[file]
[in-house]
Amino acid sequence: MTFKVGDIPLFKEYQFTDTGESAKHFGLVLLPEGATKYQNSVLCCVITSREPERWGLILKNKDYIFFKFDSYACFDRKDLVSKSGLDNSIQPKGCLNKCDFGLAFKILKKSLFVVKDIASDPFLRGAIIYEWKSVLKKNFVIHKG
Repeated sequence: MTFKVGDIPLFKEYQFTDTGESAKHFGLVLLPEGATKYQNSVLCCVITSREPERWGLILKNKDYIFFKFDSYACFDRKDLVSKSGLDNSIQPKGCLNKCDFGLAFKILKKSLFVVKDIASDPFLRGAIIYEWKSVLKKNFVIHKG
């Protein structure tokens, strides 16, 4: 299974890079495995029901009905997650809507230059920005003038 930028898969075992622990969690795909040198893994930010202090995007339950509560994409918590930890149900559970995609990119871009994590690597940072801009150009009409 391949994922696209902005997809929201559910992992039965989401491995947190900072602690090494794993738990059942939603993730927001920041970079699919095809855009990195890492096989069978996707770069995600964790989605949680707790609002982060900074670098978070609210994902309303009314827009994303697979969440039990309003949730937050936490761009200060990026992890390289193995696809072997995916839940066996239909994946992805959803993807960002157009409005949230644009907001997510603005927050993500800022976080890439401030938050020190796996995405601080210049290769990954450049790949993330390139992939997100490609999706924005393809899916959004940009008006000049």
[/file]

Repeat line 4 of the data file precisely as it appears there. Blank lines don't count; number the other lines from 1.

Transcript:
């Protein structure tokens, strides 16, 4: 299974890079495995029901009905997650809507230059920005003038 930028898969075992622990969690795909040198893994930010202090995007339950509560994409918590930890149900559970995609990119871009994590690597940072801009150009009409 391949994922696209902005997809929201559910992992039965989401491995947190900072602690090494794993738990059942939603993730927001920041970079699919095809855009990195890492096989069978996707770069995600964790989605949680707790609002982060900074670098978070609210994902309303009314827009994303697979969440039990309003949730937050936490761009200060990026992890390289193995696809072997995916839940066996239909994946992805959803993807960002157009409005949230644009907001997510603005927050993500800022976080890439401030938050020190796996995405601080210049290769990954450049790949993330390139992939997100490609999706924005393809899916959004940009008006000049």